Interview – Sepp Kuss, the best climbing domestique in pro cycling

By @pmpalermo

Who was the last domestique standing at the Tour? Who was the last domestique standing at the Vuelta? Sepp Kuss. The American has firmly established himself as the best climbing domestique in professional cycling, but will he make the step forward to race leader in 2021?

Foto: Jumbo-Visma

You finally raced the Tour, how was it?
It was quite an experience! Being part of such a strong team and fighting for the win was something I will never forget. Every rider, every team was riding at such a high level during the Tour, so it was exciting being there in the mountain stages- something I never would have imagined being able to do.

Last time we talked you said that you had to improve your focus in order to be a Grand Tour contender. Did you improve that at some point this year?
I think so. Now that I’ve done more races and more Grand Tours, I know more what to expect, and that helps my focus and my confidence. Now I feel I have more of a place in the peloton and can focus on being in front at the key moments and not being overly relaxed.

Back in 2019 you did better in Dauphiné and La Vuelta than in the Giro. This season you were better at Spain than in Le Tour. Agree? If so…are you a second effort rider?
Based on my feelings, yes, I think I am more of a ‘second effort rider.’ I always seem to feel at my best later in the season once I have more races and training in my legs. It’s not that I don’t normally train enough before a race or during the pre-season, but I feel like my motivation and fitness get better as the year goes on.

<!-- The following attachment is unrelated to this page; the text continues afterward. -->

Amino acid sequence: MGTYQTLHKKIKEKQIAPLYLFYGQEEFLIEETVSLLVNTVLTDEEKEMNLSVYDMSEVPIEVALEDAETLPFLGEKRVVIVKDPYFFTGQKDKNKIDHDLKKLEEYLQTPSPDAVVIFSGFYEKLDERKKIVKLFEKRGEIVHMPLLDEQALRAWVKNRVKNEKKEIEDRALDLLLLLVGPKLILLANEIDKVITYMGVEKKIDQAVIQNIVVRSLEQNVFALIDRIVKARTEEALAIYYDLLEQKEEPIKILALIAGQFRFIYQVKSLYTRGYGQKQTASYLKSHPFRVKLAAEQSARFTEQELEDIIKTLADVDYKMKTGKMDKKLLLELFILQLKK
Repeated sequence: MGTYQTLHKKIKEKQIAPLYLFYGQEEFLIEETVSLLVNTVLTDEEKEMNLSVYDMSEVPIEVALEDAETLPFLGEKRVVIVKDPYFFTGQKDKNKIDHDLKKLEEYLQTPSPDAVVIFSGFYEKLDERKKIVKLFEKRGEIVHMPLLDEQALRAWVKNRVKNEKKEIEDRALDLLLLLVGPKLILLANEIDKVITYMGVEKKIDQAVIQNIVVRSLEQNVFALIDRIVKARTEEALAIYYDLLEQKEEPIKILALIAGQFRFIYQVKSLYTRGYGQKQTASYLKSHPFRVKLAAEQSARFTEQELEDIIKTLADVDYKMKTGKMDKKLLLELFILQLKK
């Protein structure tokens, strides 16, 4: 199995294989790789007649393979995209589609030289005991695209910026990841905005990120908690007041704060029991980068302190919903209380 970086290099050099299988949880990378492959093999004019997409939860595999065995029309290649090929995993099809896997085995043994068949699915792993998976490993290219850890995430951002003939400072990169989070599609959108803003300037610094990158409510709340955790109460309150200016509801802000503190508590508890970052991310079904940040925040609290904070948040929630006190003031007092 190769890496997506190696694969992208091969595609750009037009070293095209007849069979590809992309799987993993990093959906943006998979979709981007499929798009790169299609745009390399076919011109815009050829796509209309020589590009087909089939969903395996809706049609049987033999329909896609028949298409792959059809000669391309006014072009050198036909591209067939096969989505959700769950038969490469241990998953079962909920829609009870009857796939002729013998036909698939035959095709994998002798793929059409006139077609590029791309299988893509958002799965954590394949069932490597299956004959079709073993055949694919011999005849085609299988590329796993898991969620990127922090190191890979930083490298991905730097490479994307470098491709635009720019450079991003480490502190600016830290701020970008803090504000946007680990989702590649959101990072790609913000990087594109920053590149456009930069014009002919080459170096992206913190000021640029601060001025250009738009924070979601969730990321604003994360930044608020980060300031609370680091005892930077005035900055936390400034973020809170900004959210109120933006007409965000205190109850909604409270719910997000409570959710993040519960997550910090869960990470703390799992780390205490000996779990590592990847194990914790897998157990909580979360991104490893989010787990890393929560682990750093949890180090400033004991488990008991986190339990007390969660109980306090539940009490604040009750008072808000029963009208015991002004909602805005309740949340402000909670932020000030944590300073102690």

You were magnificent at Dauphiné. Do you agree that more was expected from you at Le Tour?
Yes, I think after the Dauphine there were more expectations to be with the favourites on the decisive stages of the Tour. However the Dauphine also took some pressure off leading into the Tour because I knew I was in good enough shape and didn’t have to worry about much in the weeks before the Tour. In the Dauphine we also saw how strong the rest of the team was, and that gave us a lot of confidence for the Tour.

Several times we saw you attacking in the closing stages of mountain days. Were the team, or Rogla, trying to reward your job with a win?
Most of the time it was more of a tactical play to draw the other rivals out. Maybe in some cases it would have been possible to win, but the main objective was to help Primoz win the stage or gain time. For me I really enjoyed this strategy, because I could give my best effort. Sometimes in other situations I was there with the leaders, but due to a more defensive strategy, I would only be in the wheels the whole climb.

You said that “being the best at the end of the day is what matters to be a leader”. You´re better than most of your teammates…Are you going to lead the team in some race of 2021?
I hope so! I would love to target races like Volta Catalunya, Itzulia, and La Vuelta, but we will see what the plans are for 2021. Either way, I want to see what’s possible in more climbing stage races next year. I am happy to give 100% to the team in races like the Tour, but I also hope I will have my chances in other races.